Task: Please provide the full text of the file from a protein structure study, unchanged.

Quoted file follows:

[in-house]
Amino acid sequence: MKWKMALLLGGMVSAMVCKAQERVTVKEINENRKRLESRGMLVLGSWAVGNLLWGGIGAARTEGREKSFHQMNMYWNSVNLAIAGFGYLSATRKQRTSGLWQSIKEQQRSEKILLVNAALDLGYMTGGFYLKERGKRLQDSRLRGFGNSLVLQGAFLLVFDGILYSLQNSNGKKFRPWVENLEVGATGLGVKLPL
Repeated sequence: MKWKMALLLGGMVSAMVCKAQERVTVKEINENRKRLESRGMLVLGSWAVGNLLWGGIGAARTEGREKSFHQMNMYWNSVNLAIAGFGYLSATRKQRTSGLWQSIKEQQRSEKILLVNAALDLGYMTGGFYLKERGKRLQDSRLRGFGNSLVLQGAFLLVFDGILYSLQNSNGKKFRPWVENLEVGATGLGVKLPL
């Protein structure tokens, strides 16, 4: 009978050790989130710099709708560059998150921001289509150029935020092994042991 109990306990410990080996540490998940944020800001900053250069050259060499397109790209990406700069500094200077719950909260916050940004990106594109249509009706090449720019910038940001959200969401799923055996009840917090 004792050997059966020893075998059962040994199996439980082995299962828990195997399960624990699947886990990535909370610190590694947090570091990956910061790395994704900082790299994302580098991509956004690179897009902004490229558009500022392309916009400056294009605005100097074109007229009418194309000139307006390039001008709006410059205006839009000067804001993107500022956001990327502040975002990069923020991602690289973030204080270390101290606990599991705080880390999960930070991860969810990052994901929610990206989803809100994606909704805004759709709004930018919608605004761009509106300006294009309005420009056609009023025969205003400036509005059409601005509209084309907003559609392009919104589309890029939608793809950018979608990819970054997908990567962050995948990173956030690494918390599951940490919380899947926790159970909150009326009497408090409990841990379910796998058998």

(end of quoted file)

[in-house]
Amino acid sequence: MKWKMALLLGGMVSAMVCKAQERVTVKEINENRKRLESRGMLVLGSWAVGNLLWGGIGAARTEGREKSFHQMNMYWNSVNLAIAGFGYLSATRKQRTSGLWQSIKEQQRSEKILLVNAALDLGYMTGGFYLKERGKRLQDSRLRGFGNSLVLQGAFLLVFDGILYSLQNSNGKKFRPWVENLEVGATGLGVKLPL
Repeated sequence: MKWKMALLLGGMVSAMVCKAQERVTVKEINENRKRLESRGMLVLGSWAVGNLLWGGIGAARTEGREKSFHQMNMYWNSVNLAIAGFGYLSATRKQRTSGLWQSIKEQQRSEKILLVNAALDLGYMTGGFYLKERGKRLQDSRLRGFGNSLVLQGAFLLVFDGILYSLQNSNGKKFRPWVENLEVGATGLGVKLPL
């Protein structure tokens, strides 16, 4: 009978050790989130710099709708560059998150921001289509150029935020092994042991 109990306990410990080996540490998940944020800001900053250069050259060499397109790209990406700069500094200077719950909260916050940004990106594109249509009706090449720019910038940001959200969401799923055996009840917090 004792050997059966020893075998059962040994199996439980082995299962828990195997399960624990699947886990990535909370610190590694947090570091990956910061790395994704900082790299994302580098991509956004690179897009902004490229558009500022392309916009400056294009605005100097074109007229009418194309000139307006390039001008709006410059205006839009000067804001993107500022956001990327502040975002990069923020991602690289973030204080270390101290606990599991705080880390999960930070991860969810990052994901929610990206989803809100994606909704805004759709709004930018919608605004761009509106300006294009309005420009056609009023025969205003400036509005059409601005509209084309907003559609392009919104589309890029939608793809950018979608990819970054997908990567962050995948990173956030690494918390599951940490919380899947926790159970909150009326009497408090409990841990379910796998058998």